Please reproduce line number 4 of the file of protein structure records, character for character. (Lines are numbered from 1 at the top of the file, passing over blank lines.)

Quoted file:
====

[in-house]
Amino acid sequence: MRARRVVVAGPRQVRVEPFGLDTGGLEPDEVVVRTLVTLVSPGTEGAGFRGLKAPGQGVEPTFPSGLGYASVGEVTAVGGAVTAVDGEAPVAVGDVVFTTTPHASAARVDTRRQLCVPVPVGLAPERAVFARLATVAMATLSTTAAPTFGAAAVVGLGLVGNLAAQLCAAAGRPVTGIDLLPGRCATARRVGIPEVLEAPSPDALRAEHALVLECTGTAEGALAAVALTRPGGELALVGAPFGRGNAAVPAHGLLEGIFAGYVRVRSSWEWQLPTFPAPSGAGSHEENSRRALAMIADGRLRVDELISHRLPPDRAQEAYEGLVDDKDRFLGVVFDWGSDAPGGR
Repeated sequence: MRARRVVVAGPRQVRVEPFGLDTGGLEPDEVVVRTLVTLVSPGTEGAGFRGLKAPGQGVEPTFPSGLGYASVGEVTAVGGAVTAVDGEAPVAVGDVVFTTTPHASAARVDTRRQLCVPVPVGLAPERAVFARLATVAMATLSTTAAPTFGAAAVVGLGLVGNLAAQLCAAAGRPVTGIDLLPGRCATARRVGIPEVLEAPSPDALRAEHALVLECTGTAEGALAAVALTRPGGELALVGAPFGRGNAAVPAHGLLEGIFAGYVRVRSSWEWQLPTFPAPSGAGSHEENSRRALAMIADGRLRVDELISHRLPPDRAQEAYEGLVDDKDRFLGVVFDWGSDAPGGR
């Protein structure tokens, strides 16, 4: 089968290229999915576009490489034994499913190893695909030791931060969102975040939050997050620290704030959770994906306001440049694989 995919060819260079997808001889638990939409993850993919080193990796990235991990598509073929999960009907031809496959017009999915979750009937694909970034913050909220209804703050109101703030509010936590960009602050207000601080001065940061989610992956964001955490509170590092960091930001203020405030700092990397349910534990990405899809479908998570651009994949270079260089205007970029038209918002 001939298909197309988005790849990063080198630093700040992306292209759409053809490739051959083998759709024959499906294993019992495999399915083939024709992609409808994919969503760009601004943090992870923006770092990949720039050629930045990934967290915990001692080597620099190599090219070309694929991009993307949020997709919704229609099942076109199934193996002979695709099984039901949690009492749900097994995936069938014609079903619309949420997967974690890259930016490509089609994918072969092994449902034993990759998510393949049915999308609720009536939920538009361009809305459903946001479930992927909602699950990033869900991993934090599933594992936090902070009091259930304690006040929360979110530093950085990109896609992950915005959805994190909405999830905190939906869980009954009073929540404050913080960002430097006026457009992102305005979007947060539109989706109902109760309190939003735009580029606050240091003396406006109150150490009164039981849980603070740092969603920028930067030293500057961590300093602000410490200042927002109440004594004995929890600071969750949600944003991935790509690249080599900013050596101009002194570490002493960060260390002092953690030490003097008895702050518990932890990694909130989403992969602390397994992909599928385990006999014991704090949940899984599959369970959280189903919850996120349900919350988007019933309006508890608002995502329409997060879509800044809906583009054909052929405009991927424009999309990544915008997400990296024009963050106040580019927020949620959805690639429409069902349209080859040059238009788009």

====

């Protein structure tokens, strides 16, 4: 089968290229999915576009490489034994499913190893695909030791931060969102975040939050997050620290704030959770994906306001440049694989 995919060819260079997808001889638990939409993850993919080193990796990235991990598509073929999960009907031809496959017009999915979750009937694909970034913050909220209804703050109101703030509010936590960009602050207000601080001065940061989610992956964001955490509170590092960091930001203020405030700092990397349910534990990405899809479908998570651009994949270079260089205007970029038209918002 001939298909197309988005790849990063080198630093700040992306292209759409053809490739051959083998759709024959499906294993019992495999399915083939024709992609409808994919969503760009601004943090992870923006770092990949720039050629930045990934967290915990001692080597620099190599090219070309694929991009993307949020997709919704229609099942076109199934193996002979695709099984039901949690009492749900097994995936069938014609079903619309949420997967974690890259930016490509089609994918072969092994449902034993990759998510393949049915999308609720009536939920538009361009809305459903946001479930992927909602699950990033869900991993934090599933594992936090902070009091259930304690006040929360979110530093950085990109896609992950915005959805994190909405999830905190939906869980009954009073929540404050913080960002430097006026457009992102305005979007947060539109989706109902109760309190939003735009580029606050240091003396406006109150150490009164039981849980603070740092969603920028930067030293500057961590300093602000410490200042927002109440004594004995929890600071969750949600944003991935790509690249080599900013050596101009002194570490002493960060260390002092953690030490003097008895702050518990932890990694909130989403992969602390397994992909599928385990006999014991704090949940899984599959369970959280189903919850996120349900919350988007019933309006508890608002995502329409997060879509800044809906583009054909052929405009991927424009999309990544915008997400990296024009963050106040580019927020949620959805690639429409069902349209080859040059238009788009």